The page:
Left: Composition by Mukund, painting by Manohar, Akbar hunting near Palam near Delhi, Folio from the Akbarnama (Book of Akbar), c. 1590-95, Ink, opaque watercolor and gold on paper, 37,6 x 24,3 cm / Victoria and Albert Museum, London // Right: Composition by Mukund, painting by Narain – Akbar hunting near Palam near Delhi, Folio from the Akbarnama (Book of Akbar), c. 1590-95, Ink, opaque watercolor and gold on paper, 37,8 x 25,9 cm /Victoria and Albert Museum, London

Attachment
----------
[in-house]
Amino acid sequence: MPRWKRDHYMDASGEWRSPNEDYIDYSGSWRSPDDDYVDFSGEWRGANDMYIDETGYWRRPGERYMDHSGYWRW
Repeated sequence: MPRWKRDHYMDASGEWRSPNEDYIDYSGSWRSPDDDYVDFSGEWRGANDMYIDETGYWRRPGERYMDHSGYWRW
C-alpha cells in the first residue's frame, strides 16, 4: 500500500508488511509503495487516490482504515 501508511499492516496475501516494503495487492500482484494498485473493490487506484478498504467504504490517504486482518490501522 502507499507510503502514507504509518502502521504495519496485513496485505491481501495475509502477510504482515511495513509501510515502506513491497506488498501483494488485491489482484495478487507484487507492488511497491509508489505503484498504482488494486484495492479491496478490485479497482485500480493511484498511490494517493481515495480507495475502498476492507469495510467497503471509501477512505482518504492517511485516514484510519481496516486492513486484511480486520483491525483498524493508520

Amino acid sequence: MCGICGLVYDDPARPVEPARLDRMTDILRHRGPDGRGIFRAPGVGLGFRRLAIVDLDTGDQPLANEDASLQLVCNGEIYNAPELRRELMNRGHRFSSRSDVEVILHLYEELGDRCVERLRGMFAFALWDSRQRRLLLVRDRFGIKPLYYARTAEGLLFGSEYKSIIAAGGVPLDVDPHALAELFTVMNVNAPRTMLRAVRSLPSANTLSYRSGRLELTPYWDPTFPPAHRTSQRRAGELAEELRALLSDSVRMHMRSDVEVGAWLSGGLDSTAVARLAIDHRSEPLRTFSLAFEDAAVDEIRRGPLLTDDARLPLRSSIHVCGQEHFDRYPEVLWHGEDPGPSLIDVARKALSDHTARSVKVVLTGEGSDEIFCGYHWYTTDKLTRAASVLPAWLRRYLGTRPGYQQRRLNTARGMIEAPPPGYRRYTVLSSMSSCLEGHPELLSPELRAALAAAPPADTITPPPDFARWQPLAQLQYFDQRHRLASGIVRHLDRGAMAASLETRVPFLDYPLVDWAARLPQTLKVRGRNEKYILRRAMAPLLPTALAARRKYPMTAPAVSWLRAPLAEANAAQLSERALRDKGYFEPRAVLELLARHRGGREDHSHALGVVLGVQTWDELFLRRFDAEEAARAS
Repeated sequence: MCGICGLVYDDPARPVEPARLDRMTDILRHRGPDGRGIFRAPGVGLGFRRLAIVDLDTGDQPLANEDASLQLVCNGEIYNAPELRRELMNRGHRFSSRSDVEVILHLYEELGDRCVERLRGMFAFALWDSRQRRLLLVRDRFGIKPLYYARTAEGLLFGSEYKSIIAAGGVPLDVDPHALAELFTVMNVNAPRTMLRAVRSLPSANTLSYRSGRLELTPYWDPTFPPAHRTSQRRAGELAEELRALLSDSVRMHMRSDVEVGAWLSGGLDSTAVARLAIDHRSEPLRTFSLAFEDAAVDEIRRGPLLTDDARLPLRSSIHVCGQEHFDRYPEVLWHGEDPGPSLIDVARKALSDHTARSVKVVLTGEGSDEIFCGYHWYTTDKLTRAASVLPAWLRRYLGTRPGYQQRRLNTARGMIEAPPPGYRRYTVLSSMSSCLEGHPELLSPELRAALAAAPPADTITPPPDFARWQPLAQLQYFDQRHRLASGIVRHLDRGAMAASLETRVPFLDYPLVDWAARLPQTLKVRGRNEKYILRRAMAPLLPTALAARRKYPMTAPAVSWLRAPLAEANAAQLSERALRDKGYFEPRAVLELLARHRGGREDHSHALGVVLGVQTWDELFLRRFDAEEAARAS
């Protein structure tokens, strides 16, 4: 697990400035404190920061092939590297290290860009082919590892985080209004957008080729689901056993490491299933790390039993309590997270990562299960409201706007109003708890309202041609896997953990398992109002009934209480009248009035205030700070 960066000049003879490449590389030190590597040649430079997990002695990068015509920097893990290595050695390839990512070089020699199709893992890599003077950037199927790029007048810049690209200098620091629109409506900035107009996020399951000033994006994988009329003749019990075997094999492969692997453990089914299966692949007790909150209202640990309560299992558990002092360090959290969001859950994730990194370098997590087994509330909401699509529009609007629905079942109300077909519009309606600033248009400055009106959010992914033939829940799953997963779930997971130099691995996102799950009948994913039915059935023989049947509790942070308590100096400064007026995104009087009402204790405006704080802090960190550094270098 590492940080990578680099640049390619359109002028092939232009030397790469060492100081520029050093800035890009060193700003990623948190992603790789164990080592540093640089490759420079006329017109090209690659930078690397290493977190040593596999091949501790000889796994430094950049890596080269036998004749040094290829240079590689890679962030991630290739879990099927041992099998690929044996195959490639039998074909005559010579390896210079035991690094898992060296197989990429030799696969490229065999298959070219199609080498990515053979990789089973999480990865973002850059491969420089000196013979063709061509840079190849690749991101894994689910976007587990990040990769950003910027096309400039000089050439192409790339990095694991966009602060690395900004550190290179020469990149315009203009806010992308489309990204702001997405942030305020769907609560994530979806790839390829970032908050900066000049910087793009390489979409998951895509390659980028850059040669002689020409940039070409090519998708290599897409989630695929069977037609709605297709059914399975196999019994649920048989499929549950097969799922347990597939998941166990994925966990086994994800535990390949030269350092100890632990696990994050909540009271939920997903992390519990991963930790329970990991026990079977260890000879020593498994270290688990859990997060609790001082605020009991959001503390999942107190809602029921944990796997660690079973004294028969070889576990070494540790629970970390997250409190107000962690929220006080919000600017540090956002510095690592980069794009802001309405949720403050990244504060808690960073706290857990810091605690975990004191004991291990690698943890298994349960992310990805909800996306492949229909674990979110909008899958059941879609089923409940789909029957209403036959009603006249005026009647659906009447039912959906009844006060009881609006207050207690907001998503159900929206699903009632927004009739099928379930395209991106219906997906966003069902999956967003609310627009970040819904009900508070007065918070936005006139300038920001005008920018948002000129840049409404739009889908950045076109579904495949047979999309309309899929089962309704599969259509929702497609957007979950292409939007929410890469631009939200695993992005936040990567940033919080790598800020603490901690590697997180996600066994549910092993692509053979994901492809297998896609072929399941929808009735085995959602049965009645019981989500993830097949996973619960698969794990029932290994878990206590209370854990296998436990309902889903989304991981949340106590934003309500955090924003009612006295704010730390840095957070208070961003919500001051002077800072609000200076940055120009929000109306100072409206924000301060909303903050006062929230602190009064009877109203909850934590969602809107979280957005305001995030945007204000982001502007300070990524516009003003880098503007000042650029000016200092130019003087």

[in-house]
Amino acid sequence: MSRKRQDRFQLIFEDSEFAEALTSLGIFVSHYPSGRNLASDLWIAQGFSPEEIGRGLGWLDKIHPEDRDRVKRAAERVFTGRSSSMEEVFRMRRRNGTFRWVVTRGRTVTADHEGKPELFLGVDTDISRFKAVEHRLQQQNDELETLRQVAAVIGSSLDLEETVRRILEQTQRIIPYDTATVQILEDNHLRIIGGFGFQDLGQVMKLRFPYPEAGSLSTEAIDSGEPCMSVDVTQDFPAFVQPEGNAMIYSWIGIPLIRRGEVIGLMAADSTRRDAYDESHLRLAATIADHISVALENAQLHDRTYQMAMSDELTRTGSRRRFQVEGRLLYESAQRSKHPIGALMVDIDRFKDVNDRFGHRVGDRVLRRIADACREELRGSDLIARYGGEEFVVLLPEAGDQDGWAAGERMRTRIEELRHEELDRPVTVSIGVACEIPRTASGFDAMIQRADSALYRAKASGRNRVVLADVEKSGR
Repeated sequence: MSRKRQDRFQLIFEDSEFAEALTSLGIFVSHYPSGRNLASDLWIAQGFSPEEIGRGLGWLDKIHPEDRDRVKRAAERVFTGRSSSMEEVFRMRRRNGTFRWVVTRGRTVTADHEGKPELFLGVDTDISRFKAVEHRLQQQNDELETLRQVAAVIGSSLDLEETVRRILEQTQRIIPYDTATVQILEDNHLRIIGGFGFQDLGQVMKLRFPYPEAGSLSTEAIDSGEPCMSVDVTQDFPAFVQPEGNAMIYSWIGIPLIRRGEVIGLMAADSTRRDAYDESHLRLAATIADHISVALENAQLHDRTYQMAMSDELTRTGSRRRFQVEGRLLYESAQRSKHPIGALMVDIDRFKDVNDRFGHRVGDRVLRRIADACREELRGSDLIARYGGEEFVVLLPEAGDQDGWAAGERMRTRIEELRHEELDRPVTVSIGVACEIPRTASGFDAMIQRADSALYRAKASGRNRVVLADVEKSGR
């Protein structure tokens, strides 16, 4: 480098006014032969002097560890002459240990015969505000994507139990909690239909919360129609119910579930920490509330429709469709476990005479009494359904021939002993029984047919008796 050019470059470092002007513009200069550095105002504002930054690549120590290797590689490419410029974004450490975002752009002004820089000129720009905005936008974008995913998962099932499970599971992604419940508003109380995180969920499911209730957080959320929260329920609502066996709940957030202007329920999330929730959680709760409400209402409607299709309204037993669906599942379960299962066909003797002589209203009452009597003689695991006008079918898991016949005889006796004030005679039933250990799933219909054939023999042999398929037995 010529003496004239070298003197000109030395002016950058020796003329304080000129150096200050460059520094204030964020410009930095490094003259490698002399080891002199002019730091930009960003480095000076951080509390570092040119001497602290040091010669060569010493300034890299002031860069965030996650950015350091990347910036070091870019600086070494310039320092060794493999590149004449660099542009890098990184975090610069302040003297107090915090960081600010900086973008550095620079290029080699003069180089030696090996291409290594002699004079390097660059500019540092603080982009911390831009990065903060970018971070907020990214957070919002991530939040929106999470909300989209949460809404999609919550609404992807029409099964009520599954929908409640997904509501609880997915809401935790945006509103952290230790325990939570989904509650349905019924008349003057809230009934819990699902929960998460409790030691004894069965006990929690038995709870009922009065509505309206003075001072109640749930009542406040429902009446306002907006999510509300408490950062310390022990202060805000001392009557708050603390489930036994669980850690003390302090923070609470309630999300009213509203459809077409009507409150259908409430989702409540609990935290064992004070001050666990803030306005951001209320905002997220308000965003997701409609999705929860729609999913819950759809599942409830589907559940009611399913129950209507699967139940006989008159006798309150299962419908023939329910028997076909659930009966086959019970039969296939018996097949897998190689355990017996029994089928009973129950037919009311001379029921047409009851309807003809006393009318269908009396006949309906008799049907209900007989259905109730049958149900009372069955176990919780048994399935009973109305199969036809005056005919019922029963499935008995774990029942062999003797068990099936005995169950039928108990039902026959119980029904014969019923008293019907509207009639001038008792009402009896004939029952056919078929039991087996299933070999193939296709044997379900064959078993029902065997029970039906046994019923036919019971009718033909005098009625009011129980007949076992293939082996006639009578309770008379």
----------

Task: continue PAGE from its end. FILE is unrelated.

The Chairman of the Fondazione Roma says "This exhibition has a special meaning: Emperor Akbar is the greatest example of how culture may propel reciprocal understanding between different cultures and religions. As I have advocated the Fondazione Roma has always pursued this aim, also in the exhibitions held in its Museum such as, I would mention, the retrospective devoted the Emperor Qianlong and China in the Forbidden City, which was the first to have broadened our view to the East and its civilizations. Emperor Akbar did not change India alone; he managed to establish intellectual progress, involving both the spiritual and worldly spheres of the people in his Country, throughout the world. The exhibitionʼs rich and original layout does not intend to tell only the story of Akbar; visitors are prompted to reflect deeply on the concepts of tolerance, open-mindedness and understanding differences. Several Countries and Religions converge at a common point, marked by the awareness that to gain knowledge is not just a choice but a duty of human beings. This, in my opinion, is another task that art should perform and that the Fondazione Roma aims to accomplish through the numerous projects it has undertaken and supported in the field of culture".